Review: ‘She Will,’ starring Alice Krige, Kota Eberhardt, Rupert Everett and Malcolm McDowell

August 21, 2022

by Carla Hay

Alice Krige and Kota Eberhardt in “She Will” (Photo courtesy of IFC Films/IFC Midnight)

“She Will”

Directed by Charlotte Colbert

Culture Representation: Taking place in Scotland, the horror film “She Will” features a predominantly white cast of characters (with a few black people and one Asian) representing the working-class, middle-class and wealthy.

Culture Clash: A middle-aged actress, who’s been famous since she was a child, goes to a retreat in rural Scotland, where she is haunted by memories of a traumatic past, and she decides to do something about it. 

Culture Audience: “She Will” will appeal primarily to people who don’t mind watching horror movies that have a lot of distracting imagery and useless scenes to cover up for a one-note, very thin concept.

Malcolm McDowell in “She Will” (Photo courtesy of IFC Films/IFC Midnight)

The horror movie “She Will” is a female revenge tale that’s heavy on atmospheric images but lacks substance in storytelling and character development. Too much of the movie is dull and meandering, with no surprises. “She Will” (which has a very man-hating tone to it) essentially goes down a predictable movie path of a woman getting revenge for being abused. It’s disappointing that the movie doesn’t bring depth to any of the characters.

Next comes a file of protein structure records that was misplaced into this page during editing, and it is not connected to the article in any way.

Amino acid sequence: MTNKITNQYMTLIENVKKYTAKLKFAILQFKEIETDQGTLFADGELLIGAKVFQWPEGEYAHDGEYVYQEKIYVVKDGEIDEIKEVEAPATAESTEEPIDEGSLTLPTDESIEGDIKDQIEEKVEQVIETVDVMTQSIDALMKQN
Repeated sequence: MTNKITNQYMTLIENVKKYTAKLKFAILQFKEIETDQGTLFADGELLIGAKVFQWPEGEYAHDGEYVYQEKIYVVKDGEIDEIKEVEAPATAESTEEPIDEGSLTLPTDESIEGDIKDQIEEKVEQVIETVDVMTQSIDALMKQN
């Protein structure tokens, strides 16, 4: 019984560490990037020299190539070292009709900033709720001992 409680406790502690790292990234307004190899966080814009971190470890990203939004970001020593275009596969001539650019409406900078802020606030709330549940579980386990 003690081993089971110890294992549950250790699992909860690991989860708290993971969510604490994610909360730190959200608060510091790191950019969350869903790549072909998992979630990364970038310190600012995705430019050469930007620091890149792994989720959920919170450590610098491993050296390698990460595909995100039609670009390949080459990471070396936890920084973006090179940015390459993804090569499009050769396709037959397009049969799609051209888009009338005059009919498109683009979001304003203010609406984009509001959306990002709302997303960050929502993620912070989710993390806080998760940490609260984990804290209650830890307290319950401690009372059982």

“She Will” is the feature-film directorial debut of Charlotte Colbert, who co-wrote the “She Will” screenplay with Kitty Percy. The movie shows that Colbert certainly has a talent for setting up creepy visuals in an emotionally dark horror movie. But these striking visuals ultimately don’t add up to much when the people in the story are just two-dimensional personalities.

The movie makes a half-hearted attempt to have social commentary about age discrimination and sexual misconduct in the movie industry. However, this commentary is overshadowed by “She Will” turning into a turgid revenge flick. And the movie’s constant misandry becomes very lazy, tiresome and misguided because it tries to equate feminism with having negative perceptions of men. True feminism isn’t about thinking that men should be disliked and feared because they’re men. True feminism is about believing in gender equality.

It’s not an exaggeration to say that “She Will” bungles its feminist messaging by going overboard in the man-hating aspects of the movie. Every single man with a significant speaking role in “She Will” is either a misogynistic creep, someone who is condescending to women, or someone who enables misogyny. “She Will” takes the easiest and most predictable route in how the female protagonist deals with these conflicts, even if her decisions are dressed up in horror gimmickry that’s trying desperately to be artsy.